The prime minister received no help from his adversary, who spent much of his campaign pointing out the Liberal Party’s poor record on privatization.
Opposition leader Chris Minns told the crowd that tolls were crippling families, especially those without access to public transport.
“It is important to note that the entire M8 could be paid for eight times over, as a result of the revenue going into the privatized toll company,” he said.
MINNS BEATS SALARY CAP VOTE
The first two questions, on privatization and the New South Wales public health system, have been tilted in Labour’s favour.
A maternity ward nurse asked what each leader would do to help the state’s public hospitals, noting that she had seen overcrowding in maternity wards and stating that “all women” who gave birth in the last five years had “a terror story”.
In response, Mr. Minns was reiterated his commitment to remove the salary cap for public service workers.
During the debate, both leaders answered questions from 100 undecided voters (Pictured: Dominic Perrotter speaking during the last debate before the state election)
However, the debate quickly turned to the budgetary cost of lifting the cap.
On Monday, the Parliamentary Budget Office (PBO) found that a 1 percent increase to the current 3 percent limit could cost $2.6 billion to the state budget if the move could not be offset. with other savings as promised by the Labor Party, something Perrottet was quick to remind the audience.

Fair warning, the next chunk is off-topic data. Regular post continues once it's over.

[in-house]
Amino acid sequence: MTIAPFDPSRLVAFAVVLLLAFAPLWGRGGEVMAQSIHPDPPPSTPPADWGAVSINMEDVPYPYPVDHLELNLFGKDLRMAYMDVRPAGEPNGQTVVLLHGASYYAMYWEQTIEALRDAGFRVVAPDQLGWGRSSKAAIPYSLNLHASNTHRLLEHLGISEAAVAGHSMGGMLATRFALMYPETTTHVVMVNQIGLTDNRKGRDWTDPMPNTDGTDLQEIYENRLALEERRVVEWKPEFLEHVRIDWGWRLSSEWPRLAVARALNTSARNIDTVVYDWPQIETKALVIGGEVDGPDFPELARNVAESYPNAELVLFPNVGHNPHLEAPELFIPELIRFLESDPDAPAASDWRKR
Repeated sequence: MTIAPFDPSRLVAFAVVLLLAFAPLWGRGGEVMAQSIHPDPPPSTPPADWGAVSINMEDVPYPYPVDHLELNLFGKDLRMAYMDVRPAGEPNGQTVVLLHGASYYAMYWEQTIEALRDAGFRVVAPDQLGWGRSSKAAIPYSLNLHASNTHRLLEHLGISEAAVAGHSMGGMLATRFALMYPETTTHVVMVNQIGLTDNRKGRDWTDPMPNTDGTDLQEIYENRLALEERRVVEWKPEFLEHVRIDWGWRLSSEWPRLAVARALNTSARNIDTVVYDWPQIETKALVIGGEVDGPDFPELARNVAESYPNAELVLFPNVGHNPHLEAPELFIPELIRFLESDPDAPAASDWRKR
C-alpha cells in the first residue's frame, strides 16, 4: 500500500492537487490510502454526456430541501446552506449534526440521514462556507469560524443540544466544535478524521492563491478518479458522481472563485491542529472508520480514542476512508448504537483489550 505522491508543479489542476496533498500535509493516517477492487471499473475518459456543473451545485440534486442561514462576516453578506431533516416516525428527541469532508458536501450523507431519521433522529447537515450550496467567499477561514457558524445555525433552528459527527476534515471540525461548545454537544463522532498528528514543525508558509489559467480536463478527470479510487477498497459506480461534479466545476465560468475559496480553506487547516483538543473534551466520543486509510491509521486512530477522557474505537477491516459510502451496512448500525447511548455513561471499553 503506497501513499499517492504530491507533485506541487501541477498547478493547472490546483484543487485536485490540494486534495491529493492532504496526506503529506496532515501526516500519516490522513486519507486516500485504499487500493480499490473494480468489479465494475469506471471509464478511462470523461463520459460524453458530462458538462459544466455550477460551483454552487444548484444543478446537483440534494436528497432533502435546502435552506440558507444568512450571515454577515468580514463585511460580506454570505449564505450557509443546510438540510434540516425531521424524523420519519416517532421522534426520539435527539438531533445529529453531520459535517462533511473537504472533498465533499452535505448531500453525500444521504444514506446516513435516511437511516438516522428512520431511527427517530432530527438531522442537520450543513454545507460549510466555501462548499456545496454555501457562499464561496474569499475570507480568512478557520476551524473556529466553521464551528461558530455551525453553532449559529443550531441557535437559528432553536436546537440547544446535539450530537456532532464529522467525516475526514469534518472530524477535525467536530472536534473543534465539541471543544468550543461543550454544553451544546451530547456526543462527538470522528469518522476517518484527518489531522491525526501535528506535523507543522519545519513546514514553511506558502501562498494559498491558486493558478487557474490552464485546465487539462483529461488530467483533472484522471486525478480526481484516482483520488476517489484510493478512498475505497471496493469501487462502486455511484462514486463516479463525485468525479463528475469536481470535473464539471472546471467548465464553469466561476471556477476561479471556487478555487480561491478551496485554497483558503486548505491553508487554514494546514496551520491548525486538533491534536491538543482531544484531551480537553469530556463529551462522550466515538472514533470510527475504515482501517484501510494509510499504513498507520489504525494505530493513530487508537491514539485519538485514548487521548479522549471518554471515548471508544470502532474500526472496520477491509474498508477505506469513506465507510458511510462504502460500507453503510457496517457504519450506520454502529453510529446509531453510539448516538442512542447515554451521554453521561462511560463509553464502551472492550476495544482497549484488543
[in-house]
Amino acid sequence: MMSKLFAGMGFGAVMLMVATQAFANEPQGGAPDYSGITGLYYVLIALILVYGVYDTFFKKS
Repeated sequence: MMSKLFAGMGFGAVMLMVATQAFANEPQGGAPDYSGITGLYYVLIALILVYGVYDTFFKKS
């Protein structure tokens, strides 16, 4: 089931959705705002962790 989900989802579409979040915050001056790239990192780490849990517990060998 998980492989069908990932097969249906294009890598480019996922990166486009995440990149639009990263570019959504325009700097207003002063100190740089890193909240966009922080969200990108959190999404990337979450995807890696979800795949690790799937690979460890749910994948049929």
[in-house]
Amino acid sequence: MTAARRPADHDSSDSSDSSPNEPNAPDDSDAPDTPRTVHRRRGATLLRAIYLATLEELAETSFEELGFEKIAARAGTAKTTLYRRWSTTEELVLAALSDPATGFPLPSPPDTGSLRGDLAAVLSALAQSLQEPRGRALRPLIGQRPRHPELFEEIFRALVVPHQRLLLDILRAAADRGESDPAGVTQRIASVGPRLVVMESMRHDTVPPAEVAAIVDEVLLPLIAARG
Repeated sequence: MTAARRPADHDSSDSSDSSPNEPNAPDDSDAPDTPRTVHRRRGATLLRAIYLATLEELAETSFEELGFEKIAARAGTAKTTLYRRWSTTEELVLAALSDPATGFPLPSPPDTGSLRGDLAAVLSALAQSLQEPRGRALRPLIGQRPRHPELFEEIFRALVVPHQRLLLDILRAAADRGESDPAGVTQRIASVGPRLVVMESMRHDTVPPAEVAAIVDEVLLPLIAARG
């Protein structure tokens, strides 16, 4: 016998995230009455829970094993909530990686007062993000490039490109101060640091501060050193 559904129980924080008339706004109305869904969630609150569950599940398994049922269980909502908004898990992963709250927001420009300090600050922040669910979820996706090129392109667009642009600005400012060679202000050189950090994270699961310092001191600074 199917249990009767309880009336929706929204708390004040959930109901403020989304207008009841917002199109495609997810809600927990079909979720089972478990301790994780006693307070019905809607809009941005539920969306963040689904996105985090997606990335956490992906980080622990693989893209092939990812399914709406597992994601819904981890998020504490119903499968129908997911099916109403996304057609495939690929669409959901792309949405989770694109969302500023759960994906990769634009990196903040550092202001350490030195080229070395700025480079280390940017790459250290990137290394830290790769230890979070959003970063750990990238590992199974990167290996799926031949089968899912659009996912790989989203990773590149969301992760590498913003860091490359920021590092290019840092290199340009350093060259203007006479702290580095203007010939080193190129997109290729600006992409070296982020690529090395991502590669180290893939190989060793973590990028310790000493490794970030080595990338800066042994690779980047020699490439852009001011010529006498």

“When you have a major budget cost that you can’t reclaim, that’s going to cost NSW taxpayers,” said Mr Perrottet.
“What Chris has done is raise the salaries of public servants without telling anyone how much it would cost.”
THE DISCUSSION BEGINS
Wednesday night’s debate is the last time Perrottet and Minns will face each other before the important Election Day on March 25.
During the debate, both leaders will answer questions from 100 undecided voters.
Perrottet and Minns wore dark suits with a white shirt and light blue tie. Before the debate began, they spent some time shaking hands and getting to know the audience.
Minns began his election campaign with a promise to fix the state’s hospital and education systems and remove the public service salary cap.
Mr. Perrottet highlighted the infrastructure achievements of the Coalition and the government’s Kid’s Future Fund.
As of Wednesday 12pm, the NSW Electoral Commission says 638,484 votes have been cast in pre-vote booths, plus 28,788 returned postal ballots (pictured: Dominic Perrottet)
In the same debate before the 2019 state election, the lackluster performance of then-opposition leader Michael Daley was blamed for Labor’s fall at the polls.
When asked about Tafe’s education and funding policies for the opposition, he stumbled upon figures promised by his party.
Days later, then-Prime Minister Gladys Berejiklian led the Coalition to its third term in government.
Sky News Australia’s chief newscaster Kieran Gilbert will moderate the forum on Wednesday night, in the key fringe seat of Penrith, held by Liberal MP Stuart Ayres and challenged by Labor candidate Karen McKeown.
As of Wednesday 12:00pm, the New South Wales Electoral Commission says 638,484 votes have been cast in pre-vote booths, plus 28,788 returned postal ballots.
5,521,688 voters are expected to cast their ballots in this election.
The cost of living was a common topic among audience members, who were undecided on their vote (Pictured: NSW Labor leader Chris Minns and NSW Premier Dominic Perrottet shake hands during televised debate)